Threats And Conservation Status Of The Rhino
All sub species of rhinoceros have been the target of poachers and deforestation, rapid changes in our natural environments that the rhino was never equipped to handle. Poachers and hunters decimated some populations of this creature to mere fragments, some as few as fifty, some species, becoming completely extinct. Late in the degeneration of their population, humanity has stepped in on the behalf of the rhino, and most surviving members are kept in reserves, protected by anti-poaching forces.
In some of these conservation areas, there are armed guards to keep them as secure as possible. Even still, populations are dwindling, and the rhino may never be suited to return to its natural environment. Here is some information on the status of eat species of rhino, and the threats they have experienced.
Ten years ago, only fifty or so black rhinos had survived. A heavy target for poachers for their prized horn, the black rhino was once the most prolific species of this creature. Eight different subspecies of black rhino have been reported and discovered, but only five of those are still active. The other four have been labeled as extinct and most black rhinos have been listed as regionally extinct for most of the twentieth century. Today, conservation societies have brought the population of black rhinos back up to about fourteen thousand, under the watchful eye of human protection.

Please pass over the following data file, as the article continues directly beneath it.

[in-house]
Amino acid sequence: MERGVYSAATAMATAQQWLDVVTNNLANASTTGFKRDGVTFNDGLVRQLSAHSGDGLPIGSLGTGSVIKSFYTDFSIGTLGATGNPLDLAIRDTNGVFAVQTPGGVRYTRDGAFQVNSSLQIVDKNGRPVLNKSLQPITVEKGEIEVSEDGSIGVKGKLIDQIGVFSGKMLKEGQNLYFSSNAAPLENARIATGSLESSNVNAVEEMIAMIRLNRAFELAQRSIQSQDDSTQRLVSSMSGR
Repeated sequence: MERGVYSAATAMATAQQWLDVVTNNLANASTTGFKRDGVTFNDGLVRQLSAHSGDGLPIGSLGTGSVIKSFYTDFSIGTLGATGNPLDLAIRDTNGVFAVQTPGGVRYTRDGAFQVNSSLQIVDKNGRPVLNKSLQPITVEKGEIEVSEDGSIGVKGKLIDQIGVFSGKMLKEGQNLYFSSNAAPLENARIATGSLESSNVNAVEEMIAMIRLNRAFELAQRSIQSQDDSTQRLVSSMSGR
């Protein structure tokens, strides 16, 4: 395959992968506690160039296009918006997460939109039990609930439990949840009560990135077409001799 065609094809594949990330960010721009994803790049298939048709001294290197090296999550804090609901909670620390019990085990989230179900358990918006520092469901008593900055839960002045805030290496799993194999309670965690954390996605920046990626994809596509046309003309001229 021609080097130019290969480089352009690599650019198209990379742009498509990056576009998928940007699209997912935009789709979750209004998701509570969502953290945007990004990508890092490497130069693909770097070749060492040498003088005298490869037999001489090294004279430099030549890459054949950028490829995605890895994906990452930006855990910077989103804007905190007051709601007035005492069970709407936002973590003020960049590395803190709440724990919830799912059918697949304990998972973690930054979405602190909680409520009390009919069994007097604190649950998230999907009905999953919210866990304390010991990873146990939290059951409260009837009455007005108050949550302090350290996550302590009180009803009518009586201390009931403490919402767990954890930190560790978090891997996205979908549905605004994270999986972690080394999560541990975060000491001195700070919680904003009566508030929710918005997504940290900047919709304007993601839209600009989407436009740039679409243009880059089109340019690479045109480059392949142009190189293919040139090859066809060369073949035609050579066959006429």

Presently, it is estimated that about sixteen thousand white rhinos exist in the wild. These are exclusively the southern white rhino that have survived, as their northern cousin was listed as functionally extinct in wild in 2007. The white rhino was almost hunted to extinction for their prized horns, but also for the immense amount of meat they provide. The white rhino is one of the few species that propagates in captivity, making them one of the most suited for survival in modern times. They are presently listed as near threatened, and may present the largest population of rhinos still alive.
Illegal poaching operations and rapid deforestation has reduced the population of Sumatran rhinos to about three hundred. The population is now so diminished that the creatures are suffering from inbreeding depression, as well as many other genetic anomalies. Because of their skittish nature, it has been difficult to observe and protect these animals in the wild. Today, most Sumatran rhinos live in secluded reservations, guarded to the last. It is speculated that these creatures will be extinct in a decade or less, even with current conservation methods.
The javan rhino exists today in only one national park. Poaching and over hunting for the hide and horn of the creature has led this creature to gradual extinction. Only seventeen females have been recorded in even this national park. While agriculture and deforestation played a role in the initial downfall of this species of rhino, hunting was the primary method of execution in this instance. They are currently listed critically endangered, but have been listed as regionally extinct in many countries. The javan rhinoceros is another species that will not likely see another decade, and can never be reintroduced to their natural environments.
Like its cousin species, the Indian rhino was hunted to near extinction for its horn. They have been difficult to breed and manage in captivity, but conservationists have brought the population back to manageable levels. It is currently listed as vulnerable to extinction, but has made an inspiring turn toward repopulating. Three public conservation societies maintain small breeding groups for this rhinoceros, and have returned them to genetic viability.